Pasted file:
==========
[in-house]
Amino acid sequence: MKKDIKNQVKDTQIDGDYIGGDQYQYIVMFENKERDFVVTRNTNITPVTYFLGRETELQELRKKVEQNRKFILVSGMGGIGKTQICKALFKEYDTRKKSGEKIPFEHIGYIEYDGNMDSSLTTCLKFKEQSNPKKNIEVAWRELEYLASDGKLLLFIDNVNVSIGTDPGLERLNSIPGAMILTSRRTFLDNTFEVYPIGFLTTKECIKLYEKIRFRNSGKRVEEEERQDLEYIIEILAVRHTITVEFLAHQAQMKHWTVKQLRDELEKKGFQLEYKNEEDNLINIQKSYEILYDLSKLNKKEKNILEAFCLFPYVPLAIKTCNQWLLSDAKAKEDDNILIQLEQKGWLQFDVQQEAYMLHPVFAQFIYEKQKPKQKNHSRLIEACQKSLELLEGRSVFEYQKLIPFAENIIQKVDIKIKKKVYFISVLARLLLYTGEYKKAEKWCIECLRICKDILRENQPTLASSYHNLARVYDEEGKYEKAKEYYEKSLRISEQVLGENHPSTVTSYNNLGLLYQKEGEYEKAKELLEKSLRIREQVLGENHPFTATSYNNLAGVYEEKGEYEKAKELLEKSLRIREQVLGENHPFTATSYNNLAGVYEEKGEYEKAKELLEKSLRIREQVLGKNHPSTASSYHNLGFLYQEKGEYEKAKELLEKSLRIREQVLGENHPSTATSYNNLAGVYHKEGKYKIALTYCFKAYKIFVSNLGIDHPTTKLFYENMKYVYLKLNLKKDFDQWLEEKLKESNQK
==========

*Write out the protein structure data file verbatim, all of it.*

[in-house]
Amino acid sequence: MKKDIKNQVKDTQIDGDYIGGDQYQYIVMFENKERDFVVTRNTNITPVTYFLGRETELQELRKKVEQNRKFILVSGMGGIGKTQICKALFKEYDTRKKSGEKIPFEHIGYIEYDGNMDSSLTTCLKFKEQSNPKKNIEVAWRELEYLASDGKLLLFIDNVNVSIGTDPGLERLNSIPGAMILTSRRTFLDNTFEVYPIGFLTTKECIKLYEKIRFRNSGKRVEEEERQDLEYIIEILAVRHTITVEFLAHQAQMKHWTVKQLRDELEKKGFQLEYKNEEDNLINIQKSYEILYDLSKLNKKEKNILEAFCLFPYVPLAIKTCNQWLLSDAKAKEDDNILIQLEQKGWLQFDVQQEAYMLHPVFAQFIYEKQKPKQKNHSRLIEACQKSLELLEGRSVFEYQKLIPFAENIIQKVDIKIKKKVYFISVLARLLLYTGEYKKAEKWCIECLRICKDILRENQPTLASSYHNLARVYDEEGKYEKAKEYYEKSLRISEQVLGENHPSTVTSYNNLGLLYQKEGEYEKAKELLEKSLRIREQVLGENHPFTATSYNNLAGVYEEKGEYEKAKELLEKSLRIREQVLGENHPFTATSYNNLAGVYEEKGEYEKAKELLEKSLRIREQVLGKNHPSTASSYHNLGFLYQEKGEYEKAKELLEKSLRIREQVLGENHPSTATSYNNLAGVYHKEGKYKIALTYCFKAYKIFVSNLGIDHPTTKLFYENMKYVYLKLNLKKDFDQWLEEKLKESNQK